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Future of leisure centre trust hangs in the balance as chiefs slam council’s bid for control

PUBLISHED: 16:17 01 March 2019 | UPDATED: 16:21 01 March 2019

Alive Leisure chief executive Simon McKenna has criticised West Norfolk council's decision over the management of the trust's facilities. Picture: Matthew Usher.

Alive Leisure chief executive Simon McKenna has criticised West Norfolk council's decision over the management of the trust's facilities. Picture: Matthew Usher.

Archant Norfolk 2016

Bosses of a charitable trust which runs leisure services in West Norfolk have slammed the council for creating doubt over its future.

The management of Lynnsport and other West Norfolk leisure centres is being discussed by West Norfolk council. Picture: Ian BurtThe management of Lynnsport and other West Norfolk leisure centres is being discussed by West Norfolk council. Picture: Ian Burt

Alive Leisure was set up by West Norfolk council in 2013 to run the King’s Lynn Corn Exchange, Lynnsport, St James Pool, Downham Leisure and Hunstanton Oasis.

The management of the centres was discussed by the council behind closed doors, as it tries to take back control of the facilities.

The move has been criticised by Alive Leisure chairman Peter Lemon, who claimed trustees were disappointed with the council’s position.

But speaking last year about the matter, council leader Brian Long said the move would “improve the possibilities of future investment” and give the council greater control over financial decisions.

Alive Leisure chairman Peter Lemon said the trust faced an uncertain future.  Picture: Ian BurtAlive Leisure chairman Peter Lemon said the trust faced an uncertain future. Picture: Ian Burt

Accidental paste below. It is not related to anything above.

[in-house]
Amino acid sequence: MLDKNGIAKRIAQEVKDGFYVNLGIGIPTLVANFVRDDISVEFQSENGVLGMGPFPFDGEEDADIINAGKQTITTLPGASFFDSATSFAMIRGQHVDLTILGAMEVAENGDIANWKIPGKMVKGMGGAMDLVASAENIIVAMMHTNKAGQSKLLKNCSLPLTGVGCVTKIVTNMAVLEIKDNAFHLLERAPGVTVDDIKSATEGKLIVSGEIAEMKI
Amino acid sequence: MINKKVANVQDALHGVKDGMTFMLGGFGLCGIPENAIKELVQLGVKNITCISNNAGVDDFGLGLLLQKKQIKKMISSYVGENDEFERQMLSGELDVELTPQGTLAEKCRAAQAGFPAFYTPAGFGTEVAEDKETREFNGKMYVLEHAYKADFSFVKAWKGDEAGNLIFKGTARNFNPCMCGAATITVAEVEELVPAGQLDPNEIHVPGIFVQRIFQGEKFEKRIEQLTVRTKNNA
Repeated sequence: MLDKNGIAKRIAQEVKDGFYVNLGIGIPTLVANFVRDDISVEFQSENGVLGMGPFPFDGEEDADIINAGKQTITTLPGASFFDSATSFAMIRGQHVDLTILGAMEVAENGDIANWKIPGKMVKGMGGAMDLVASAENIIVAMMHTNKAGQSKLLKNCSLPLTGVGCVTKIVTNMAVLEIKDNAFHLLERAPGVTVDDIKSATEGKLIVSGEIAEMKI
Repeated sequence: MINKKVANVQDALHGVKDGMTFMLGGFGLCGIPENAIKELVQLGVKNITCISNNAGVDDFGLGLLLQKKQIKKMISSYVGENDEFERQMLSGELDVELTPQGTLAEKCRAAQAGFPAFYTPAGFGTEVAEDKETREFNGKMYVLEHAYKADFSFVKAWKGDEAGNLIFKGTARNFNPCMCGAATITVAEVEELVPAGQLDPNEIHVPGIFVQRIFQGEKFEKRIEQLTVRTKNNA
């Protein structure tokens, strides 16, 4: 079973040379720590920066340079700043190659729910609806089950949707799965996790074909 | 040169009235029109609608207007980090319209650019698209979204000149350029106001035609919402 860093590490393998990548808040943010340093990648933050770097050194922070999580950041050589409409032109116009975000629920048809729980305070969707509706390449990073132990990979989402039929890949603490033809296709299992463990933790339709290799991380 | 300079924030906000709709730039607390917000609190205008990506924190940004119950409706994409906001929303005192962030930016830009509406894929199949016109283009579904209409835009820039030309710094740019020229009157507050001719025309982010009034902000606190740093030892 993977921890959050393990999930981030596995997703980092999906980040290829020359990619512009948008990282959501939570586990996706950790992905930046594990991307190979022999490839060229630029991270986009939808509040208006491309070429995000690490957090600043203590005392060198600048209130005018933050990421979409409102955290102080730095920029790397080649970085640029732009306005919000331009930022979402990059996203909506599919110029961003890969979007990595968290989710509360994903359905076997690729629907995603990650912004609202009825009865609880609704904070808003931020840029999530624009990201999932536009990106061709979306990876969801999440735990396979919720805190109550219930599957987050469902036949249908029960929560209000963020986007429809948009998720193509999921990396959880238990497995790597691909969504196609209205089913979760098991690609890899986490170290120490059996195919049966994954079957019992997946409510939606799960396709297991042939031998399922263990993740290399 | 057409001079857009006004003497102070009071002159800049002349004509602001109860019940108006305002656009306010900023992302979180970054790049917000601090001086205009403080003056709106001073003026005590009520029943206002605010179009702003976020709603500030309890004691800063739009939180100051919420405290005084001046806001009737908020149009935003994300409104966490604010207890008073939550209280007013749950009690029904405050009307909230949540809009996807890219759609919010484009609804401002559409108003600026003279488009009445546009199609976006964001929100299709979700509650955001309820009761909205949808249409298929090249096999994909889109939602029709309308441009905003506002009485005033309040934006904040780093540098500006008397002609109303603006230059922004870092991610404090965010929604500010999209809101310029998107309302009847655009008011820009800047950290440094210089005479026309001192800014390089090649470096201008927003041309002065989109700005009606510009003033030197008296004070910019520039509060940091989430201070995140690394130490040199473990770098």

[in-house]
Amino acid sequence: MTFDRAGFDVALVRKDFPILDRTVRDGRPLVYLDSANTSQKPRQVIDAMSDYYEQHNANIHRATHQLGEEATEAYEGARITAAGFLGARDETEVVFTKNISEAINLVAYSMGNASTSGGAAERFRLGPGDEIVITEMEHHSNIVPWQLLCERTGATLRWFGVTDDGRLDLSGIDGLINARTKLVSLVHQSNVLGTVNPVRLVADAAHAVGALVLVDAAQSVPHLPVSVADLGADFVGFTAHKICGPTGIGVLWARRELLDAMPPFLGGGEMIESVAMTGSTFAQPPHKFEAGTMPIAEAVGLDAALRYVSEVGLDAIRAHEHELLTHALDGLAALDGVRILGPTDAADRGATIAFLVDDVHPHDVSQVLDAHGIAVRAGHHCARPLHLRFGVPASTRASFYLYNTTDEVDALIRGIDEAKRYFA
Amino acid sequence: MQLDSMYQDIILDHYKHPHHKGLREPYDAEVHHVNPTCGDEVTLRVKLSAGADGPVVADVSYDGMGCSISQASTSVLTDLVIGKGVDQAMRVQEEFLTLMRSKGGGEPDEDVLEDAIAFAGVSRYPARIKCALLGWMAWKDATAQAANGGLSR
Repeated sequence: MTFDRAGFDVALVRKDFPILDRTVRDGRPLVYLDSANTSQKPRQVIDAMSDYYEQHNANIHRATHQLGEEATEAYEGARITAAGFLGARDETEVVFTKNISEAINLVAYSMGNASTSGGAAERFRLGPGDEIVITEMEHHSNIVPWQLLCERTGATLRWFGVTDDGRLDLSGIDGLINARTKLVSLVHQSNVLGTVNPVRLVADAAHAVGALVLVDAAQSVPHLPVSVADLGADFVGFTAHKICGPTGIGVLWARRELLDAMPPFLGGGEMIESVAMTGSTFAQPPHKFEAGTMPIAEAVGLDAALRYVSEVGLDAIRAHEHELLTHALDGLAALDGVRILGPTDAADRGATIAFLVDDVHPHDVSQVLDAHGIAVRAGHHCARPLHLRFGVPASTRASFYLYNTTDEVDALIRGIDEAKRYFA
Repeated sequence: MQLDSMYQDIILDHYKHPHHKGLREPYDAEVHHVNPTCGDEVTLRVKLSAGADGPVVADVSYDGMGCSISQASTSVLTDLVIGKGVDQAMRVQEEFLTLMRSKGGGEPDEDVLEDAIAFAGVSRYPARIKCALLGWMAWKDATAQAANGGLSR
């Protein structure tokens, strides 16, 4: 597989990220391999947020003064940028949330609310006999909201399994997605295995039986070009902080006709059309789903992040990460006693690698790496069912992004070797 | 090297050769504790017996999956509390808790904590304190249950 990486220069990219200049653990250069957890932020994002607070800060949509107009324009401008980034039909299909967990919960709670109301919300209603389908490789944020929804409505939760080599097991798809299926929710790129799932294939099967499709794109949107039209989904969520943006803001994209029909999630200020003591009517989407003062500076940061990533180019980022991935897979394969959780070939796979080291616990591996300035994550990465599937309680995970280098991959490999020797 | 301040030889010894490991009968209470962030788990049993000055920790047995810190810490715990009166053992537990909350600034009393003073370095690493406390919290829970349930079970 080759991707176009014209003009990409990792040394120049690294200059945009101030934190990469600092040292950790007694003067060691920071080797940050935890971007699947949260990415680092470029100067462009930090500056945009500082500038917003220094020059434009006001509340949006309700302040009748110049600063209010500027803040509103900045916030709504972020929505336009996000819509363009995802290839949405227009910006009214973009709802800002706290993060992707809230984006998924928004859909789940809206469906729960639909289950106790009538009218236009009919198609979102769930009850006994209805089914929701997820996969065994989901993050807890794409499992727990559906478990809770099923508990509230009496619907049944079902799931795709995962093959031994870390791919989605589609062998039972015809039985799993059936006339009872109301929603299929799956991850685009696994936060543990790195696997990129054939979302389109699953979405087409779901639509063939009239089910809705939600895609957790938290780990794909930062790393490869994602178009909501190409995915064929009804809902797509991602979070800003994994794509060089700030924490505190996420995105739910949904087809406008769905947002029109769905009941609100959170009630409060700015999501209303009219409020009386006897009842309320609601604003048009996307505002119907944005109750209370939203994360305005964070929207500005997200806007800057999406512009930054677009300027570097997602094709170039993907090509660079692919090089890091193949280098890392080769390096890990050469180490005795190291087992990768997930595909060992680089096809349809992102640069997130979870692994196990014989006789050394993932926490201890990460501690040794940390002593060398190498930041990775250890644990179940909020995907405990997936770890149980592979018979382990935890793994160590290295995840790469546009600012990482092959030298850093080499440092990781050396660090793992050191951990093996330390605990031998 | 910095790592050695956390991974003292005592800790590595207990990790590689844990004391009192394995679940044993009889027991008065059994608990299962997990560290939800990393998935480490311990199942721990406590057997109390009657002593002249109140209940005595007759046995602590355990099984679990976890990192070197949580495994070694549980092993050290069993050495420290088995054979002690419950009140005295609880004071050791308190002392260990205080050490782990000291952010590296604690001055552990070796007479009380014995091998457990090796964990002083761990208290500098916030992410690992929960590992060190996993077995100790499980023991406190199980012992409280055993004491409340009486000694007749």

In the trust’s annual report, Mr Lemon said Alive Leisure faced significant challenges last year including a drop in the number of visitors to its swimming facilities, prolonged roadworks and reduced footfall in King’s Lynn town centre.

He also stated the trust faced an “unprecedented level of uncertainty” after West Norfolk council decided to carry out an options appraisal into leisure and cultural services, to mitigate a predicted deficit in its finances.

An options appraisal reviewed the possibility of handing over the services to a not-for-profit local authority company or community interest company. Mr Lemon said the council looked to reduce the leisure and culture subsidy by £1.2m, adding; “In effect providing the services at nil cost to the borough.

“The trust is however committed to maintaining a constructive dialogue with the [council] during this period of uncertainty.”

West Norfolk council leader Brian Long. Picture: Ian BurtWest Norfolk council leader Brian Long. Picture: Ian Burt

Some 1.4m people visited the Alive Leisure facilities last year but the trust had fallen short on some of its targets, with total income calculated at around £5.2m - a little below the £5.4m anticipated at the start of the year.

The trust chief executive Simon McKenna said one potential outcome of the options appraisal could lead to the service arrangements made between Alive Leisure and the council to end.

“We are concerned by the [council’s] proposal received during this year to review the future delivery of leisure and cultural services,” he added.

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